On Monday, a flotilla of tugboats helped by the tides, wrenched the bulbous bow of Ever Given from the canal’s sandy bank, where it had been firmly lodged. The tugs blared their horns in jubilation as they guided the Ever Given through the water after days of futility that had captivated the world, drawing scrutiny and social media ridicule.

The Ever Given had crashed into a bank of a single-lane stretch of the canal about 6 kilometres (3.7 miles) north of the southern entrance, near the city of Suez. That forced some ships to take the long, alternate route around the Cape of Good Hope at Africa’s southern tip — a 5,000-kilometre (3,100-mile) detour that costs ships hundreds of thousands of dollars in fuel and other costs.

The unprecedented shutdown, which raised fears of extended delays, goods shortages and rising costs for consumers, added to strain on the shipping industry already under pressure from the coronavirus pandemic.

___

Gambrell reported from Dubai, United Arab Emirates. Associated Press writers Mari Yamaguchi in Tokyo and Isabel DeBre in Dubai contributed to this report.

Samy Magdy And Jon Gambrell, The Associated Press


Like us on Facebook and follow us on Twitter.

Want to support local journalism during the pandemic? Make a donation here.

Egypt

Get local stories you won't find anywhere else right to your inbox.
Sign up here

Just Posted

Two-year-old Ivy McLeod, seen here on April 9, 2021 with four-year-old sister Elena and mom Vanessa, was born with limb differences. The family, including husband/dad Sean McLeod, is looking for a family puppy that also has a limb difference. (Jenna Hauck/ Chilliwack Progress)
Chilliwack family looking for puppy with limb difference, just like 2-year-old Ivy

Ivy McLeod born as bilateral amputee, now her family wants to find ‘companion’ puppy for her

Four members with Divers for Cleaner Lakes and Oceans were out at Cultus Lake on March 28 and 29 hauling trash out of the waters. (Henry Wang)
PHOTOS: Out-of-town divers remove 100s of pounds of trash from Cultus Lake

Members of Divers for Cleaner Lakes and Oceans hauled out 470 pounds of trash over two days

People stroll through rows of tulips in bloom during the Tulips of the Valley Festival on May 2, 2017. The colourful spring event, now called Chilliwack Tulips, opens on Sunday, April 11, 2021. (Jenna Hauck/ Chilliwack Progress file)
Chilliwack tulip attraction open this weekend after being closed last year due to COVID-19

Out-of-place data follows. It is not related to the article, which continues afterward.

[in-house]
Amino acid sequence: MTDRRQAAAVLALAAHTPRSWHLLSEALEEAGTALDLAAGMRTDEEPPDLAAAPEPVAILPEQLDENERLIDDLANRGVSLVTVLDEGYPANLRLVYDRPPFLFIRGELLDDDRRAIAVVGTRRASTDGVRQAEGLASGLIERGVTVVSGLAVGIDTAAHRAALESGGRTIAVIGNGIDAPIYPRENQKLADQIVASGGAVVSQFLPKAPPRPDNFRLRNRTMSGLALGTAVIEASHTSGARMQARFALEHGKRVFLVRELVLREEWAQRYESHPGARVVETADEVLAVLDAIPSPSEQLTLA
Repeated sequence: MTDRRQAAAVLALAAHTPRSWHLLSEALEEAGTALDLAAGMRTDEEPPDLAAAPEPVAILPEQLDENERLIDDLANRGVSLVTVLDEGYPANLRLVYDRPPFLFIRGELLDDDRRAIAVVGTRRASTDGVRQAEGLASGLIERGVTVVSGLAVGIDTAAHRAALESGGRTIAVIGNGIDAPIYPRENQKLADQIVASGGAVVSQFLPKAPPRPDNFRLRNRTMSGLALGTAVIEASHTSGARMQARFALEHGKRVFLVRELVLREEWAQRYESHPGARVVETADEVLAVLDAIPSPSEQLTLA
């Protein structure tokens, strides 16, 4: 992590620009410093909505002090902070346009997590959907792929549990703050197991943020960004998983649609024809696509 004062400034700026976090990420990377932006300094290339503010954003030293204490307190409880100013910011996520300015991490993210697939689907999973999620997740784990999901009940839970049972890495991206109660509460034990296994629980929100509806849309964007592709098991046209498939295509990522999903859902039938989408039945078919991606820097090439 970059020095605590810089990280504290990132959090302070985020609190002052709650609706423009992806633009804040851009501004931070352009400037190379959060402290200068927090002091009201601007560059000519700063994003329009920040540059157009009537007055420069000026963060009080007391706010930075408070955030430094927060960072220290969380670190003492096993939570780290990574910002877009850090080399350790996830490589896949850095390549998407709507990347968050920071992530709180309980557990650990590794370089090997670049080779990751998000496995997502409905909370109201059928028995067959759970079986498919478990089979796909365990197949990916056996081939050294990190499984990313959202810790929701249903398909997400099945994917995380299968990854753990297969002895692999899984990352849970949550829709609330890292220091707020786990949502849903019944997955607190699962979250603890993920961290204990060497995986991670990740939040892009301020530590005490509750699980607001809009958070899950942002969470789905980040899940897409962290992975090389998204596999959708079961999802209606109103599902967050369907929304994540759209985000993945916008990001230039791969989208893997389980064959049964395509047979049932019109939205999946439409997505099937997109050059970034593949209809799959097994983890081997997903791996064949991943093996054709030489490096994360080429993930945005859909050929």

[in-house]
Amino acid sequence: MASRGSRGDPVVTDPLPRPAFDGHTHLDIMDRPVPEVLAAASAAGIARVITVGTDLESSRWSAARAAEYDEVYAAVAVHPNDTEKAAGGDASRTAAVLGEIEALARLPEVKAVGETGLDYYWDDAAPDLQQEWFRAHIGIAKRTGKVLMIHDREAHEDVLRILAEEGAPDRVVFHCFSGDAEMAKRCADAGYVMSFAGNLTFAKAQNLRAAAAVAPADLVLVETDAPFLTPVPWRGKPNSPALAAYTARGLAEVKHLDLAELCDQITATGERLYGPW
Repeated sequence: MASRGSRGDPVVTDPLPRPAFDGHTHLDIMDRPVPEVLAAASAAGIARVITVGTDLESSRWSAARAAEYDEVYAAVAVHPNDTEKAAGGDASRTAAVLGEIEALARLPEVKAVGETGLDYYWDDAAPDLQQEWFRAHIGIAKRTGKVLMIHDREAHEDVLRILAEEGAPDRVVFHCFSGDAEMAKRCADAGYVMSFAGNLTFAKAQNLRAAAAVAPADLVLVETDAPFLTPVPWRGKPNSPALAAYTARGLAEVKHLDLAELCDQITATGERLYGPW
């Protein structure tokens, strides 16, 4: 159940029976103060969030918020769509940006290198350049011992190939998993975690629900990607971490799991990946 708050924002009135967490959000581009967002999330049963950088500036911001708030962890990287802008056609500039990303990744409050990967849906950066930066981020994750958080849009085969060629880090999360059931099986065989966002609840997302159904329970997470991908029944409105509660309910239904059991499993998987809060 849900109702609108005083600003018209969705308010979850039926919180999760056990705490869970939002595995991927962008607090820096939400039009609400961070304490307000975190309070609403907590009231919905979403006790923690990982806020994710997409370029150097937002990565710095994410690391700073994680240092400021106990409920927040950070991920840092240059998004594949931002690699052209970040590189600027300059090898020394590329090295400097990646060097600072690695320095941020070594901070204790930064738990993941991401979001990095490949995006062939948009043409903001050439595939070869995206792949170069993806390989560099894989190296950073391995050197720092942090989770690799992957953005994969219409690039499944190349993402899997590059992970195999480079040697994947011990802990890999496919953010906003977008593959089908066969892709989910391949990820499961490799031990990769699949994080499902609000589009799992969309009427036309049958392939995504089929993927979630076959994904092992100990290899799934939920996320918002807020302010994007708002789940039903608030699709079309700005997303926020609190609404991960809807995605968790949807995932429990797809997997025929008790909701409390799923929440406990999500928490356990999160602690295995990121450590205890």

More than 6.5 million bulbs in all at this year’s colourful Chilliwack Tulips event

John Koopman passed away in May 2020. The current school board is looking into restructuring the board, which means the future of the vacancy left by Koopman is uncertain. (Photo/Barry Stewart)
By-election to fill Koopman’s seat on hold

Fraser-Cascade board to consider restructuring

Oregon spotted frog egg masses near Agassiz. (Fraser Valley Conservancy)
Jumping for joy over Oregon spotted frog discovery near Agassiz

Finding six egg masses could be step toward recovery of Canada’s most endangered amphibian

B.C. Health Minister Adrian Dix and Premier John Horgan describe vaccine rollout at the legislature, March 29, 2021. (B.C. government)
1,262 more COVID-19 infections in B.C. Friday, 9,574 active cases

Province’s mass vaccination reaches one million people

Emergency crews on scene after a small plane crashed in a grassy area on the northeast side of Boundary Bay Airport Saturday morning (April 10). A freelancer said the plane caught fire and one person was transported to hospital by BC Emergency Health Services. (Photo: Shane MacKichan)
1 taken to hospital after plane crash at Metro Vancouver airport

Plane appears to have suffered ‘significant’ damage, says freelancer

A vehicle that was driven through the wall of a parkade at Uptown Shopping Centre and into the nearby Walmart on April 9 was removed through another hole in the wall later that night. (Photo via Saanich Police Department and Ayush Kakkar)
Vehicle launched into B.C. Walmart removed following rescue of trapped workers

Crews cut new hole in parkade wall to remove vehicle safely

As of Saturday, April 10, people born in 1961 are the latest to be eligible for a COVID-19 vaccine. (Black Press files)
B.C. residents age 60+ can now register to get their COVID-19 vaccine

Vaccine registration is now open to people born in 1961 or earlier

A new saline gargle test, made in B.C., will soon be replacing COVID-19 nasal swab tests for kids. (PHSA screenshot)
Take-home COVID-19 tests available for some B.C. students who fall ill at school

BC Children’s Hospital plans to provide 1,200 kits to Vancouver district schools this April

Join Black Press Media and Do Some Good
Join Black Press Media and Do Some Good

Pay it Forward program supports local businesses in their community giving

Cannabis bought in British Columbia (Ashley Wadhwani/Black Press Media)
Is it time to start thinking about greener ways to package cannabis?

Packaging suppliers are still figuring eco-friendly and affordable packaging options that fit the mandates of Cannabis Regulations

Ruming Jiang and his dog Chiu Chiu are doing fine following a brush with hypothermia that saw several people work together to get them out of the Fraser River near Langley’s Derby Reach Park on March 25, 2021 (Special to the Advance Times)
Man finds men who rescued him from drowning in B.C.’s Fraser River

A grateful Ruming Jiang says he will thank them again, this time in person when the pandemic ends

Winter driving conditions returned to the Coquihalla Highway on April 10. (ICBC image)
Coquihalla motorists warned of fresh snow

Five to 10 cm of snow is expected today for the mountain highway.

Most Read